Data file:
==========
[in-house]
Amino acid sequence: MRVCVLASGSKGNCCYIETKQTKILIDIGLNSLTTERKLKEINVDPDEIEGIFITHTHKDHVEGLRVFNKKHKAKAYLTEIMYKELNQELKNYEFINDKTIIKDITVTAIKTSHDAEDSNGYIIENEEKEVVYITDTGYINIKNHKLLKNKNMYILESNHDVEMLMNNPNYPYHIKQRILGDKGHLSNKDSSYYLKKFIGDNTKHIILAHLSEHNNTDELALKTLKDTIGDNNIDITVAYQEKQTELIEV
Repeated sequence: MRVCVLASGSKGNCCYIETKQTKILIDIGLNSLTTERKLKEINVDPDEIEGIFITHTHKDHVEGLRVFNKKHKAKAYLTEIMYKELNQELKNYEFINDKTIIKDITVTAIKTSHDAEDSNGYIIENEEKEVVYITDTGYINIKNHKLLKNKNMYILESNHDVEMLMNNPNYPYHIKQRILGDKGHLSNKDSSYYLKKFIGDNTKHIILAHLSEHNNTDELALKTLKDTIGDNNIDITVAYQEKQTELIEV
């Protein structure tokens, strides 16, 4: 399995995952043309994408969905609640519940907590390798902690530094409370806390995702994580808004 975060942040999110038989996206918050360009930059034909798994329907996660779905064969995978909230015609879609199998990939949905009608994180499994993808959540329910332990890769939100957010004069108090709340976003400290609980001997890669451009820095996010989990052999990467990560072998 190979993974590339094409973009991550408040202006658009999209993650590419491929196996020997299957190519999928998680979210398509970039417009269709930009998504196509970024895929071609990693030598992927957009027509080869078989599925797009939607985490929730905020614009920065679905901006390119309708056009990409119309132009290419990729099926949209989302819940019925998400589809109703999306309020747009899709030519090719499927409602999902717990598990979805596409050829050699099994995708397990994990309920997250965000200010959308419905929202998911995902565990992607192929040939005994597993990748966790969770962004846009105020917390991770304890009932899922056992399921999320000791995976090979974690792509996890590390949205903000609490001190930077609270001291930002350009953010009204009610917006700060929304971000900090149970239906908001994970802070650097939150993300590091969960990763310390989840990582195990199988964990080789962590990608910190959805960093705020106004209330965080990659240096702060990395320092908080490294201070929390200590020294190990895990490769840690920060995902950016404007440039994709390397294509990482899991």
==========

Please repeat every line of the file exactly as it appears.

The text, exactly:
[in-house]
Amino acid sequence: MRVCVLASGSKGNCCYIETKQTKILIDIGLNSLTTERKLKEINVDPDEIEGIFITHTHKDHVEGLRVFNKKHKAKAYLTEIMYKELNQELKNYEFINDKTIIKDITVTAIKTSHDAEDSNGYIIENEEKEVVYITDTGYINIKNHKLLKNKNMYILESNHDVEMLMNNPNYPYHIKQRILGDKGHLSNKDSSYYLKKFIGDNTKHIILAHLSEHNNTDELALKTLKDTIGDNNIDITVAYQEKQTELIEV
Repeated sequence: MRVCVLASGSKGNCCYIETKQTKILIDIGLNSLTTERKLKEINVDPDEIEGIFITHTHKDHVEGLRVFNKKHKAKAYLTEIMYKELNQELKNYEFINDKTIIKDITVTAIKTSHDAEDSNGYIIENEEKEVVYITDTGYINIKNHKLLKNKNMYILESNHDVEMLMNNPNYPYHIKQRILGDKGHLSNKDSSYYLKKFIGDNTKHIILAHLSEHNNTDELALKTLKDTIGDNNIDITVAYQEKQTELIEV
């Protein structure tokens, strides 16, 4: 399995995952043309994408969905609640519940907590390798902690530094409370806390995702994580808004 975060942040999110038989996206918050360009930059034909798994329907996660779905064969995978909230015609879609199998990939949905009608994180499994993808959540329910332990890769939100957010004069108090709340976003400290609980001997890669451009820095996010989990052999990467990560072998 190979993974590339094409973009991550408040202006658009999209993650590419491929196996020997299957190519999928998680979210398509970039417009269709930009998504196509970024895929071609990693030598992927957009027509080869078989599925797009939607985490929730905020614009920065679905901006390119309708056009990409119309132009290419990729099926949209989302819940019925998400589809109703999306309020747009899709030519090719499927409602999902717990598990979805596409050829050699099994995708397990994990309920997250965000200010959308419905929202998911995902565990992607192929040939005994597993990748966790969770962004846009105020917390991770304890009932899922056992399921999320000791995976090979974690792509996890590390949205903000609490001190930077609270001291930002350009953010009204009610917006700060929304971000900090149970239906908001994970802070650097939150993300590091969960990763310390989840990582195990199988964990080789962590990608910190959805960093705020106004209330965080990659240096702060990395320092908080490294201070929390200590020294190990895990490769840690920060995902950016404007440039994709390397294509990482899991």